)
group by 1
order by 3;

Failed logins by user (month-to-date):

select user_name,
       sum(iff(is_success = 'NO', 1, 0)) as failed_logins,
       count(*) as logins,
       sum(iff(is_success = 'NO', 1, 0)) / nullif(count(*), 0) as login_failure_rate
from login_history
where event_timestamp > date_trunc(month, current_date)
group by 1
order by 4 desc;

Failed logins by user and connecting client (month-to-date):

select reported_client_type,
       user_name,
       sum(iff(is_success = 'NO', 1, 0)) as failed_logins,
       count(*) as logins,
       sum(iff(is_success = 'NO', 1, 0)) / nullif(count(*), 0) as login_failure_rate
from login_history
where event_timestamp > date_trunc(month, current_date)
group by 1,2
order by 5 desc;

Warehouse Credit Usage

Credits used by each warehouse in your account (month-to-date):

select warehouse_name,
       sum(credits_used) as total_credits_used
from warehouse_metering_history
where start_time >= date_trunc(month, current_date)
group by 1
order by 2 desc;

Credits used over time by each warehouse in your account (month-to-date):

select start_time::date as usage_date,
       warehouse_name,
       sum(credits_used) as total_credits_used
from warehouse_metering_history
where start_time >= date_trunc(month, current_date)
group by 1,2
order by 2,1;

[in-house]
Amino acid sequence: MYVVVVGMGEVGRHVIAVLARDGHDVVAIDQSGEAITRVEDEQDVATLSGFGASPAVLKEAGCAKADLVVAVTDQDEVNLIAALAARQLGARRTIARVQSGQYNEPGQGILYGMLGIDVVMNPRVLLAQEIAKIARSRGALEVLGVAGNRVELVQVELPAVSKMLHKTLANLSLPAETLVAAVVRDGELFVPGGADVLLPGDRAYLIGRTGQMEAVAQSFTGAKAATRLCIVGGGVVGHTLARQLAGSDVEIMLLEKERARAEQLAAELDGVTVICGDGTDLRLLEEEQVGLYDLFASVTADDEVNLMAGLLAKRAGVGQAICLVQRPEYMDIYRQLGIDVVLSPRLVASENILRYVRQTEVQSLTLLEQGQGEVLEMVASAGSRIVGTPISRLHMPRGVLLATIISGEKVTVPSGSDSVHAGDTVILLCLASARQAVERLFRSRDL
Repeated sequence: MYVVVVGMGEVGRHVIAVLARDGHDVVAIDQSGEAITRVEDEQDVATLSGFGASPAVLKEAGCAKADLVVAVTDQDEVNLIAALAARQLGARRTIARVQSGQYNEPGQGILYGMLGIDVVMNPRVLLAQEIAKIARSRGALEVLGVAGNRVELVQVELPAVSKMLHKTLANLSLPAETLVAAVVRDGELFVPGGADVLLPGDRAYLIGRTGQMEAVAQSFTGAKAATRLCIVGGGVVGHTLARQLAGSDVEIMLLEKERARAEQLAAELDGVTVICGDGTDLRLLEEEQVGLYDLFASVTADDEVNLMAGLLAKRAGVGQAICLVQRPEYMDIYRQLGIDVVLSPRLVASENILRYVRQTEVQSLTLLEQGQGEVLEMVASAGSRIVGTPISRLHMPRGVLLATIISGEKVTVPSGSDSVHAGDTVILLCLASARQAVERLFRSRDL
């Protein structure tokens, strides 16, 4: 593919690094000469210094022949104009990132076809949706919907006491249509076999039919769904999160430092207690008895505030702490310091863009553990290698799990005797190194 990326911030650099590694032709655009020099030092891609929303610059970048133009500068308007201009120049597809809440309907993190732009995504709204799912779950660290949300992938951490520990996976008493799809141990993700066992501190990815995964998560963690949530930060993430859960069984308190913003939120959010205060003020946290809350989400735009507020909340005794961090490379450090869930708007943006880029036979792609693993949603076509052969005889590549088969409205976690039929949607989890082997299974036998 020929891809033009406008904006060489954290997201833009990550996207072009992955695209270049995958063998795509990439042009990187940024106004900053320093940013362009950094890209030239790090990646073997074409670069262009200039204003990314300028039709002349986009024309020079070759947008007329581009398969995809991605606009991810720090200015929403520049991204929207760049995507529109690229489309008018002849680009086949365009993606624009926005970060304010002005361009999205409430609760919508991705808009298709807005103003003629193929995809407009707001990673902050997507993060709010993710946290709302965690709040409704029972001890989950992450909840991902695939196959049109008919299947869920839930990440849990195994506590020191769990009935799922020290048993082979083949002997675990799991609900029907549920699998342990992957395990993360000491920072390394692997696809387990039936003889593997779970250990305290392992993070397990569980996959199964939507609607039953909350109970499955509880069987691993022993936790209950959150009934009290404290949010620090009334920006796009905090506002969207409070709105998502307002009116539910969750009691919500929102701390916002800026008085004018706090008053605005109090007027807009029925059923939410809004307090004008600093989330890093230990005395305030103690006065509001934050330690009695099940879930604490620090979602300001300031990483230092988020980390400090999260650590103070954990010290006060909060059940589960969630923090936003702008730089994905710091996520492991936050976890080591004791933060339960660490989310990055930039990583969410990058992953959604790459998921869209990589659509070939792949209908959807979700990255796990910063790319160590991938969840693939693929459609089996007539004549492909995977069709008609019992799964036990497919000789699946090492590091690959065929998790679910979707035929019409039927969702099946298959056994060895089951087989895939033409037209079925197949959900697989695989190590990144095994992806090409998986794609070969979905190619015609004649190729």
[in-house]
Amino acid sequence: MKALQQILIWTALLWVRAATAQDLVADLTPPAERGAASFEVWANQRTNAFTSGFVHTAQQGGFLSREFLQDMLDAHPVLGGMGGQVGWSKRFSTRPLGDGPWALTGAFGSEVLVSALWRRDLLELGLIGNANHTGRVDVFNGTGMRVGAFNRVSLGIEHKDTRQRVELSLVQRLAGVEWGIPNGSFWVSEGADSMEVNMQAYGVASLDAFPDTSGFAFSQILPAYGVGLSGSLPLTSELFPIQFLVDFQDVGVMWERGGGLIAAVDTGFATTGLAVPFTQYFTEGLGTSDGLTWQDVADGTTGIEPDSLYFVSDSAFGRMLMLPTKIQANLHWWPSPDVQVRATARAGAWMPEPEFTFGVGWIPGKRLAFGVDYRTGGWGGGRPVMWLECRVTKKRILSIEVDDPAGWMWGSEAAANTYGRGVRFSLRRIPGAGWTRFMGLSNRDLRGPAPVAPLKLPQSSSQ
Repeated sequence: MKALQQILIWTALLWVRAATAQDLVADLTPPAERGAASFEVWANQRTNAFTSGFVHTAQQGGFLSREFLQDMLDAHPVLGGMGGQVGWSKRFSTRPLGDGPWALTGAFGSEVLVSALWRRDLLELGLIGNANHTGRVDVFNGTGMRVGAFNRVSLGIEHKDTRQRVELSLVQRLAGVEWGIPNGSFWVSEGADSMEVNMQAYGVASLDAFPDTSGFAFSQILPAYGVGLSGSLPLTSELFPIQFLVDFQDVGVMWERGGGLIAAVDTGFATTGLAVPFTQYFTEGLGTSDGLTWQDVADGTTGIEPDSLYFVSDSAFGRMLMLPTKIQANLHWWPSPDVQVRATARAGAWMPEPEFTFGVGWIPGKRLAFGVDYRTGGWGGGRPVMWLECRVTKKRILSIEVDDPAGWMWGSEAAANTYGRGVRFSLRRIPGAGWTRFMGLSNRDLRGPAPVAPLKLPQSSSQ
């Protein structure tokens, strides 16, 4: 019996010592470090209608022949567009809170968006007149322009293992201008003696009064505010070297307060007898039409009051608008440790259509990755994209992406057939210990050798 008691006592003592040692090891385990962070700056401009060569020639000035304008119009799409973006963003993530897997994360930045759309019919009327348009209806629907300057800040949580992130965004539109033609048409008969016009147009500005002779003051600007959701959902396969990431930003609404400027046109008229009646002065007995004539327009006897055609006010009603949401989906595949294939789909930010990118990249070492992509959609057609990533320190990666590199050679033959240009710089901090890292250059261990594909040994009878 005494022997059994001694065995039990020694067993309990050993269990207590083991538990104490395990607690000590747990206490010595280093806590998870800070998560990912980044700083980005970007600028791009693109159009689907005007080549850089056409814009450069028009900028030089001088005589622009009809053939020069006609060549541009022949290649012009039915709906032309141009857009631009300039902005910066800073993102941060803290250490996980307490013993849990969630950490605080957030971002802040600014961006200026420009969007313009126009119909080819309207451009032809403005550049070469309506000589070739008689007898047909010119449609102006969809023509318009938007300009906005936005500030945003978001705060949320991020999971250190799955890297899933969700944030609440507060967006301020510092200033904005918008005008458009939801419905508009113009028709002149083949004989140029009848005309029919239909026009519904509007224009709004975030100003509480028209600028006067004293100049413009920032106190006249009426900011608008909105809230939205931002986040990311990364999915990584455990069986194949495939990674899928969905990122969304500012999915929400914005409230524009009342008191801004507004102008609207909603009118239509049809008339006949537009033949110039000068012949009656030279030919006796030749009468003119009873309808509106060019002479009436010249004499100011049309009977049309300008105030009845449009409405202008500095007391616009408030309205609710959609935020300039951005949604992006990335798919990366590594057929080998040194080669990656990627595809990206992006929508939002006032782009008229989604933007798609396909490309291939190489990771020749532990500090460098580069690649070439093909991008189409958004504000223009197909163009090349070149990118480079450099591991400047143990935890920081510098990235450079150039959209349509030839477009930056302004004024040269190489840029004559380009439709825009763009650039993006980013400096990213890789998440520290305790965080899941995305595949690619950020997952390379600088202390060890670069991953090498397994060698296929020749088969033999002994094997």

Data Storage Usage

Billable terabytes stored in your account over time:

select date_trunc(month, usage_date) as usage_month
  , avg(storage_bytes + stage_bytes + failsafe_bytes) / power(1024, 4) as billable_tb
from storage_usage
group by 1
order by 1;

User Query Totals and Execution Times

Total jobs executed in your account (month-to-date):

select count(*) as number_of_jobs
from query_history
where start_time >= date_trunc(month, current_date);

Total jobs executed by each warehouse in your account (month-to-date):

select warehouse_name,
       count(*) as number_of_jobs
from query_history
where start_time >= date_trunc(month, current_date)
group by 1
order by 2 desc;

Average query execution time by user (month-to-date):

select user_name,
       avg(execution_time) as average_execution_time
from query_history
where start_time >= date_trunc(month, current_date)
group by 1
order by 2 desc;

Average query execution time by query type and warehouse size (month-to-date):

select query_type,
       warehouse_size
       avg(execution_time) as average_execution_time
from query_history
where start_time >= date_trunc(month, current_date)
group by 1,2
order by 3 desc;